By Benjamin Leatherman
By Robrt L. Pela
By Katrina Montgomery
By Robrt L. Pela
By Kathleen Vanesian
By New Times
By Ray Stern
By Eric Tsetsi
Marriage Play is essentially a far less sophisticated update on Albee's George and Martha, the historically high-strung hotheads of his Who's Afraid of Virginia Woolf? Like George and Martha, Jack and Gillian (whose nursery-rhyme names must be some kind of commentary on the futility of marriage, as in "Jack and Jill went up a hill to fetch a pail of water . . .") are disappointed in their post-middle-age lives. Also like George and Martha, they don't speak to one another; they bellow. They don't communicate; they play-act, staging and restaging the same scene (in which Jack attempts to abandon his wife) until they (and we) are happily exhausted.
Their story begins with a bang. Jack comes home from work and announces to Gillian, his wife of 30 years, that he is leaving her. She barely responds; she's busy reading the journal in which she has written comments on each of the 3,000 times the couple has made love. Because she doesn't react as he'd expected, Jack leaves and comes back in again, having first given Gillian notes on how she might respond. This happens again and again because Albee likes a play within a play and because he's commenting on the theatricality of marriage and on the fact that we're watching a play about an affected, melodramatic married couple.
Eventually, after duking it out with Albee's spare, Becket-esque dialogue, the couple begins fighting for real, rolling around on the floor, punching, biting, even choking each other. When this doesn't provide enough pain, Gillian resorts to admissions that she, like her husband, was unfaithful, which invites speeches about the futility of monogamy, the price of loyalty, the horror of mortality.
It's all a lot more entertaining than it sounds, at least as performed by Steven Mastroieni, whose frenetic performance is magnified by his loud, lovely voice. His Jack is in constant motion, subtly guarding his hurt with sharp words spoken in a mad rush that tells us he was born to play Albee.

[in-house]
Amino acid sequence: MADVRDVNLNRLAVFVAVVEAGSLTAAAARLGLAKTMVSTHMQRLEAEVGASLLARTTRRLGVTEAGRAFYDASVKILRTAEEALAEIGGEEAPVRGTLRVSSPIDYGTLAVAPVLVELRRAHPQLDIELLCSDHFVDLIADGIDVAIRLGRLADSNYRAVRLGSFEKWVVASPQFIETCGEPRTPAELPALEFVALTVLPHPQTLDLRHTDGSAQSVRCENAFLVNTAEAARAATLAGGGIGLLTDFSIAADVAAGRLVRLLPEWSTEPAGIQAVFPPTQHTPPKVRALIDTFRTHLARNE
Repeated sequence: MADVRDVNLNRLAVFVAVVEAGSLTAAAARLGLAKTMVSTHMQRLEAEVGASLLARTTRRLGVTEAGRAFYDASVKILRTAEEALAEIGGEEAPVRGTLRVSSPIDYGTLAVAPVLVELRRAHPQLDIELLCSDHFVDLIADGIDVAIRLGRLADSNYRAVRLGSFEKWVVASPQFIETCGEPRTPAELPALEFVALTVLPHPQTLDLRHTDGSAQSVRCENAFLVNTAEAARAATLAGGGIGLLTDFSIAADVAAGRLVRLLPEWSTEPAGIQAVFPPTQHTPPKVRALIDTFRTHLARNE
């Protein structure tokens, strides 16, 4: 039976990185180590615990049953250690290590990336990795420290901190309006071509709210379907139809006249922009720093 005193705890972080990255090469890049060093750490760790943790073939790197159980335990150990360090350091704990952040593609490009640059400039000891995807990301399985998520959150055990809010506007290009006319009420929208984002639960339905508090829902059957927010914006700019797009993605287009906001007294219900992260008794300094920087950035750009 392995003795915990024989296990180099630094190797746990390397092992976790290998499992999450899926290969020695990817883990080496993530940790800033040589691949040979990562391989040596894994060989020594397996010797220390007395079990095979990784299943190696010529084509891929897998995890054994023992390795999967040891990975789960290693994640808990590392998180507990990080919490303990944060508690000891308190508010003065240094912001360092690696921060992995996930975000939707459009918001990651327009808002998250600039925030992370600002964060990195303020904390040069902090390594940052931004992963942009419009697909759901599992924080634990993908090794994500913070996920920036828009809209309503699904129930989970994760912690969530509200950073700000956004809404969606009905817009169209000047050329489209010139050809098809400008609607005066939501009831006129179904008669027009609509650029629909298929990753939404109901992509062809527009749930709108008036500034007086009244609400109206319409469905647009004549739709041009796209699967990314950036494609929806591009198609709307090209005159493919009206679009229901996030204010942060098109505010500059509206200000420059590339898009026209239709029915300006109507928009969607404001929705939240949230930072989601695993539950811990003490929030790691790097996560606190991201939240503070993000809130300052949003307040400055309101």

Judy Lebeau, on the other hand, was not. Her performance is far too glib and actorly — make that community theater actorly — which is saying a lot when it's an Albee play, in which one can typically find ordinary people rolling their elbows like mad while quoting Lenore Coffee. Lebeau plays the entire show in one note; her Gillian is relentlessly cheerful, never sarcastic or bitter or displaying any more complex emotion that might suggest she actually cares her husband is leaving her. Rather than moments of agonized tension, she delivers the same smug smirk throughout. She appears to be in her first-ever stage performance (although she most certainly is not, having worked in theater for three decades), and Albee is no place to start your career.
Butler's directorial stamp is all over this, and her deep knowledge of Albee's work allows us to hear clearly his peculiar rhythms, to see how he — and the people in this marriage play — envisions life as an act in an often-dreary theatrical story. She elaborates on the couple's marital standoff by placing them often at opposite ends of Loretta J. Schwartz's nicely appointed stage, and demonstrates their conflict by really bringing them together only once, in fight choreographer David Barker's delicious battle sequence. Butler's staging is as impeccable as Mastroieni's acting. Together, they elevate this production and leave its audience with plenty to consider about love and marriage and life as a kind of theater.